Its the insularity of self-begotten importance that makes America think the world owes them something. The rest of the world would change its currency to some other standard such as the pound/yen/euro/whatever and we would all go about (after some financial turmoil as we have seen with the GFC) with our normal daily lives.

American Exceptionalism is a myth.
 
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Belgarion

Ad Honorem
Jul 2011
6,770
Australia
The question belies a type of reader that thinks America is too important to fall :lol: Nothing would happen if it did and the sun would still come up tomorrow. Did the world fall over when the UK fell over in the 1940s? No it did not. America is a country not an ideology. Americans tend to place too much significance on their place in the world. The rest of the world doesn't owe America a packet of skittles, cheerios and a can of Dr. Pepper.

Its the insularity of self-begotten importance that makes America think the world owes them something. The rest of the world would change its currency to some other standard such as the pound/yen/euro/whatever and we would all go about (after some financial turmoil as we have seen with the GFC) with our normal daily lives.

American Exceptionalism is a myth.
I don't think the OP was claiming any sort of US exceptionalism, but asking what sort of society would emerge if the US gradually lost its cohesion and its government was no longer able to function.
 
Jul 2010
1,374
N/A
I don't think (given the current global financial crisis) that anything much would happen at all. A few people lost their houses, a few companies went out of business. The world will go on regardless of America as it has done for the last 200 thousand years since the first anatomically modern human beings walked this earth.
 

Asherman

Forum Staff
May 2013
3,412
Albuquerque, NM
It is highly unlikely that the U.S. would suddenly find itself returned to the late 19th century metaphorically speaking, without the same series of events affecting every other modern State. Modern technology based on petrochemicals and electricity has led to centralization and demographic shifts away from primary agriculture, that we all become vulnerable. If any of the industrialized nations utterly fails, the effects would be global affecting every State. Globalization was born with the Age of Discovery, and has grown at faster than linear rates.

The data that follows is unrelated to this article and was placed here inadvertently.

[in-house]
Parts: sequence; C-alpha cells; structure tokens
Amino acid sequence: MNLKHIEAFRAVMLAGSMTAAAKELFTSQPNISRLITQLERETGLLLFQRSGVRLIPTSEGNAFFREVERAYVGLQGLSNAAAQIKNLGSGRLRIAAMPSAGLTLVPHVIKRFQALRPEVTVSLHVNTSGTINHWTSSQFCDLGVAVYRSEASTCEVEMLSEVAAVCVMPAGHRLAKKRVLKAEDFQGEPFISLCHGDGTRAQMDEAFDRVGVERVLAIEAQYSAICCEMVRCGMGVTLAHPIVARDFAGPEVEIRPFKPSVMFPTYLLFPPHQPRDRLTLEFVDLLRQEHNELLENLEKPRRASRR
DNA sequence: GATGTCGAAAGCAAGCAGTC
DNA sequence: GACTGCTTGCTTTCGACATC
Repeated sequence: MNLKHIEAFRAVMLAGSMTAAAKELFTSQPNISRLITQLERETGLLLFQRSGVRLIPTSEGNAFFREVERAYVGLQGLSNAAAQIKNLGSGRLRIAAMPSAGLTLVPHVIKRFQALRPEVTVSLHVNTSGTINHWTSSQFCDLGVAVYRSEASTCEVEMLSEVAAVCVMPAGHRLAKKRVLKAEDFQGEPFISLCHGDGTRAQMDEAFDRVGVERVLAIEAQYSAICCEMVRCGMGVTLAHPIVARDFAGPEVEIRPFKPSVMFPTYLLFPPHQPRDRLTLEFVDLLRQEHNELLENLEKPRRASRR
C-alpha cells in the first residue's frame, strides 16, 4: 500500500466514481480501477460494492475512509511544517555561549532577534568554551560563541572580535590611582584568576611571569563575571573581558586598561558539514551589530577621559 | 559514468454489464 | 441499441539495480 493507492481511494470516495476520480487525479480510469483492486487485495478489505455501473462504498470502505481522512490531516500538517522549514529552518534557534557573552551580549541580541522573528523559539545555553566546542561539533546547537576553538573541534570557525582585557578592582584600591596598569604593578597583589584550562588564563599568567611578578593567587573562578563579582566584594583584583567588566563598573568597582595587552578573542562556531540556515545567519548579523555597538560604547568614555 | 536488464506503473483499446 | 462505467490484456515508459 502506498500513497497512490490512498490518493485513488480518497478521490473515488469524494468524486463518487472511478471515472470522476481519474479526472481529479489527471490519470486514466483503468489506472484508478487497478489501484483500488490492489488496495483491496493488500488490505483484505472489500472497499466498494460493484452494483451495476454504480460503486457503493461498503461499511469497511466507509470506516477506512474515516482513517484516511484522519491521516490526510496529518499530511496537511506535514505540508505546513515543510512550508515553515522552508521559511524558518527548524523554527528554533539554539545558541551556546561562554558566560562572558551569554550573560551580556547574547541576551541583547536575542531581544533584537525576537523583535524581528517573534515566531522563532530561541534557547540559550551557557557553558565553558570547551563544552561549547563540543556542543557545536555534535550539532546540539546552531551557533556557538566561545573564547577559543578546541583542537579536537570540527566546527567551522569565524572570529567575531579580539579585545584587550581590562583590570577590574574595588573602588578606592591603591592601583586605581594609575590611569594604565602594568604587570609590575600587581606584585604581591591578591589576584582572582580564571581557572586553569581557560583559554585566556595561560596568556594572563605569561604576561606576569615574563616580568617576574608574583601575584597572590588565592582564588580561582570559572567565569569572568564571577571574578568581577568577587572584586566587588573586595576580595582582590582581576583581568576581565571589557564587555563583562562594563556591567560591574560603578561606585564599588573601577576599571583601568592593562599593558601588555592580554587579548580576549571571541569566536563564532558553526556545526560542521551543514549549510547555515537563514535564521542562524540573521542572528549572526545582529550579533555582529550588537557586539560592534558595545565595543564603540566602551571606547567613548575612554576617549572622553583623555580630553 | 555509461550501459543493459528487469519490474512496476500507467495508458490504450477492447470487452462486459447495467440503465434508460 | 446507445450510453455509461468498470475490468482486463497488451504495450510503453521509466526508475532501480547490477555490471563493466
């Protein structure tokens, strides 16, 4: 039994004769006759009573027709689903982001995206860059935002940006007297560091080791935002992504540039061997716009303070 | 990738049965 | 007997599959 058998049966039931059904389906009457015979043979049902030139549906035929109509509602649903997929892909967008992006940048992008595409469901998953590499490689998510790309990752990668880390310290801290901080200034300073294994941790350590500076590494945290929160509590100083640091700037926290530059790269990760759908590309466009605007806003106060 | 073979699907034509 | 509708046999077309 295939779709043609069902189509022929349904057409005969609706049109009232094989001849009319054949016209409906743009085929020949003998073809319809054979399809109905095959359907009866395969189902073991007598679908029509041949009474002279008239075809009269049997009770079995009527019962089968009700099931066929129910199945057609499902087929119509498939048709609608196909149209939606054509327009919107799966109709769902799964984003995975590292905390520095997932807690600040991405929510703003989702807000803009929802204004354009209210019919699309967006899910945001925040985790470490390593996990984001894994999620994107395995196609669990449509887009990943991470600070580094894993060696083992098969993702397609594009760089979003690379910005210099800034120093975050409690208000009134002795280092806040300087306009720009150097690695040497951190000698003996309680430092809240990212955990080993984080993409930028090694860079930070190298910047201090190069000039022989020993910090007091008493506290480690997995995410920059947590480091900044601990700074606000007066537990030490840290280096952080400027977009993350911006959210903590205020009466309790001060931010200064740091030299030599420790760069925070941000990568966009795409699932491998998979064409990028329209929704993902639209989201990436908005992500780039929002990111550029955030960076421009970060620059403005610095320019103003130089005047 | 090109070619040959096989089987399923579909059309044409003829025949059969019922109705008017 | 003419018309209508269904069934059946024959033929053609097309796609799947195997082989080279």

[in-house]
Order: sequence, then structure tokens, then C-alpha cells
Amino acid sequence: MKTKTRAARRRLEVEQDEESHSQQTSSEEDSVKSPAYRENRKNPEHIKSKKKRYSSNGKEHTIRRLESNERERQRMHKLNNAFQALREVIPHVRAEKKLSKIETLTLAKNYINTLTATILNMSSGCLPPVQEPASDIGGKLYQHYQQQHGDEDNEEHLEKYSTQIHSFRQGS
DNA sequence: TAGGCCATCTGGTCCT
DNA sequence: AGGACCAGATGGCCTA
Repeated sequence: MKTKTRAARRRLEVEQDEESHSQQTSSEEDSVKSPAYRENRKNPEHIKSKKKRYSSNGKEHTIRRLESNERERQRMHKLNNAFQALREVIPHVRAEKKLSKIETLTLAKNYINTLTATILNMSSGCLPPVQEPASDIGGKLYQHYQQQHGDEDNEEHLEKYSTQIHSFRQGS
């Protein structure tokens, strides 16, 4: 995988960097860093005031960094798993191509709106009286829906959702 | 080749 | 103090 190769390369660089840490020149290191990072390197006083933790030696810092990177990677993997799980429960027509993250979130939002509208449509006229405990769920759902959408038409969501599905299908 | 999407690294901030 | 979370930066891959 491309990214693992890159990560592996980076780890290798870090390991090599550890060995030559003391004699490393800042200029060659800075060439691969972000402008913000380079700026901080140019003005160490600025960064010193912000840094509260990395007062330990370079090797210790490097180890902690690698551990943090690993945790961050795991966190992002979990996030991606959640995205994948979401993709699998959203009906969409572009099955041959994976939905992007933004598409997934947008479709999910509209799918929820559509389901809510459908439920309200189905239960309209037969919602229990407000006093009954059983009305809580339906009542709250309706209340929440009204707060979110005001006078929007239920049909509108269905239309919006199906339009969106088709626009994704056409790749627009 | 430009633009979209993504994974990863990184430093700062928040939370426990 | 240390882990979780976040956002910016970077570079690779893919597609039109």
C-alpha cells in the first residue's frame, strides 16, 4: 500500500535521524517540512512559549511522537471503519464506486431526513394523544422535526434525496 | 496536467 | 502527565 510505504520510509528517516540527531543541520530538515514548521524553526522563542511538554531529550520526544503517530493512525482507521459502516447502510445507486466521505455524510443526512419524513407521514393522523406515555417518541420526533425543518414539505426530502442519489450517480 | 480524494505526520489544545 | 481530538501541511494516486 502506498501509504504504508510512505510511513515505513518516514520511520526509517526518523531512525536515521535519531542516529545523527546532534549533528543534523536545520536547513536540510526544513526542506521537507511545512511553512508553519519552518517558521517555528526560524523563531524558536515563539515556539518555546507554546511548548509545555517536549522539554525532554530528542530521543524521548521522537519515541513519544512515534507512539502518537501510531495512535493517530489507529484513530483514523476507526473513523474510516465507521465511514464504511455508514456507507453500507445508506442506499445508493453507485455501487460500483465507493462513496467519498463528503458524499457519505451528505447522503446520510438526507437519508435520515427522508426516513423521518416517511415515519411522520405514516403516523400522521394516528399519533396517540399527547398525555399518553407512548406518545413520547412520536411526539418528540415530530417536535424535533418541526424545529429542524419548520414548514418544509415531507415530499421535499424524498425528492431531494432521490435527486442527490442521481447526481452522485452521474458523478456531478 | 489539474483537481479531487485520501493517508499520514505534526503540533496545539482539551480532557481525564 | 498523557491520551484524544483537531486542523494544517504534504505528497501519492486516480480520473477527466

The conflicts between ideologies with real capacity to completely dominate the world typified the 20th century, and since the breakup of the Soviet Union, and evolution of Chinese "Communism", competition has shifted from Battle Fields to Board Rooms. True Believers in old Ideologies remain, but increasingly competition is economic. "Wars are bad for business" may not be exactly true, but has become the Global Slogan. All of humanity is more connected than at any time since we left Africa in search of a better, more secure life for our family and tribe. Conflicts remain that reach back for thousands of years, but in the Global World those conflicts are increasingly irrelevant.

Whether it the trend could be reversed or not is unknown, but this is a trend that is very powerful. Economic failure among the most advanced States is certainly possible as National Debt problems across Europe and Eurasia have demonstrated already. Could the U.S. or P.R.C. suffer economic failure? Yes indeed. Comparatively there will be disagreement, but I would put my bets on the strengths of the US over the PRC.

The principle threats to our world are: a new Pandemic that decimates humanity, Global Environmental Change, or the Wild Card ... something major occurring from outside our planetary orbit. Disease knows no boundaries, especially in the 21st century. Being struck by a "planet busting" asteroid , or a visit from little green men needing a new home could do it. Both those alternatives would affect our entire species, but in the long term either might turn out to have some positive outcomes.

The Climate is changing as it always has been, but the rate of change seems linked to the rise of Industrialized society beginning around the mid-17th century. Rates of change have steadily increased, but only became alarming after the mid-20th century. There some hopeful signs that environmental degradation can be reverse, i.e. reversal of the hole in the Ozone. Whatever the cause of Climate Change, it must be dealt with. Mother Nature can be diddled with, but at risk of her retribution. Climate Change is, like disease and arrival of something from off-earth, something that affects the whole species, not one segment alone.

The sudden eruption of a super-volcano might hasten Climate Change enough to threaten us all. Earthquakes can shake a society to pieces, but not continental sized nation states.

Bottom line: We are all in this together now. What happens to one, happens to all.